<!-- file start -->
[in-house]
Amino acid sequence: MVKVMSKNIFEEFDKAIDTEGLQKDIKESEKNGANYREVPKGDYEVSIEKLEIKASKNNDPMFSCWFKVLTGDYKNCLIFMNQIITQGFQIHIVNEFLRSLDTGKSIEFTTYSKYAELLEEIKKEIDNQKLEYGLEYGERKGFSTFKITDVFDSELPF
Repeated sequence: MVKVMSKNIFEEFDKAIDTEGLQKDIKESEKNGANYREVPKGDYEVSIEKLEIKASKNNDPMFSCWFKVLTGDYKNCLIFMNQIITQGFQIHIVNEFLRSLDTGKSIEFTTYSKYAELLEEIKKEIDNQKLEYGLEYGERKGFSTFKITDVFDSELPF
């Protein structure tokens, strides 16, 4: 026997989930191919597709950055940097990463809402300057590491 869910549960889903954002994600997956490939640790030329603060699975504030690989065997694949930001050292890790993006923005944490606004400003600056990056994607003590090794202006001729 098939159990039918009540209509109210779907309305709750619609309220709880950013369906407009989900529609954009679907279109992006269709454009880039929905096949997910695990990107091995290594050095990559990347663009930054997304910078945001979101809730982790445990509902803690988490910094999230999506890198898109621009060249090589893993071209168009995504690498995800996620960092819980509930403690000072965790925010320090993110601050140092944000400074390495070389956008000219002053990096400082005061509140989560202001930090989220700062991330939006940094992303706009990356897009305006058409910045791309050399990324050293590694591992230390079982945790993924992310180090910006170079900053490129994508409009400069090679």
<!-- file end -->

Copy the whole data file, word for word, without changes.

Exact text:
[in-house]
Amino acid sequence: MVKVMSKNIFEEFDKAIDTEGLQKDIKESEKNGANYREVPKGDYEVSIEKLEIKASKNNDPMFSCWFKVLTGDYKNCLIFMNQIITQGFQIHIVNEFLRSLDTGKSIEFTTYSKYAELLEEIKKEIDNQKLEYGLEYGERKGFSTFKITDVFDSELPF
Repeated sequence: MVKVMSKNIFEEFDKAIDTEGLQKDIKESEKNGANYREVPKGDYEVSIEKLEIKASKNNDPMFSCWFKVLTGDYKNCLIFMNQIITQGFQIHIVNEFLRSLDTGKSIEFTTYSKYAELLEEIKKEIDNQKLEYGLEYGERKGFSTFKITDVFDSELPF
């Protein structure tokens, strides 16, 4: 026997989930191919597709950055940097990463809402300057590491 869910549960889903954002994600997956490939640790030329603060699975504030690989065997694949930001050292890790993006923005944490606004400003600056990056994607003590090794202006001729 098939159990039918009540209509109210779907309305709750619609309220709880950013369906407009989900529609954009679907279109992006269709454009880039929905096949997910695990990107091995290594050095990559990347663009930054997304910078945001979101809730982790445990509902803690988490910094999230999506890198898109621009060249090589893993071209168009995504690498995800996620960092819980509930403690000072965790925010320090993110601050140092944000400074390495070389956008000219002053990096400082005061509140989560202001930090989220700062991330939006940094992303706009990356897009305006058409910045791309050399990324050293590694591992230390079982945790993924992310180090910006170079900053490129994508409009400069090679």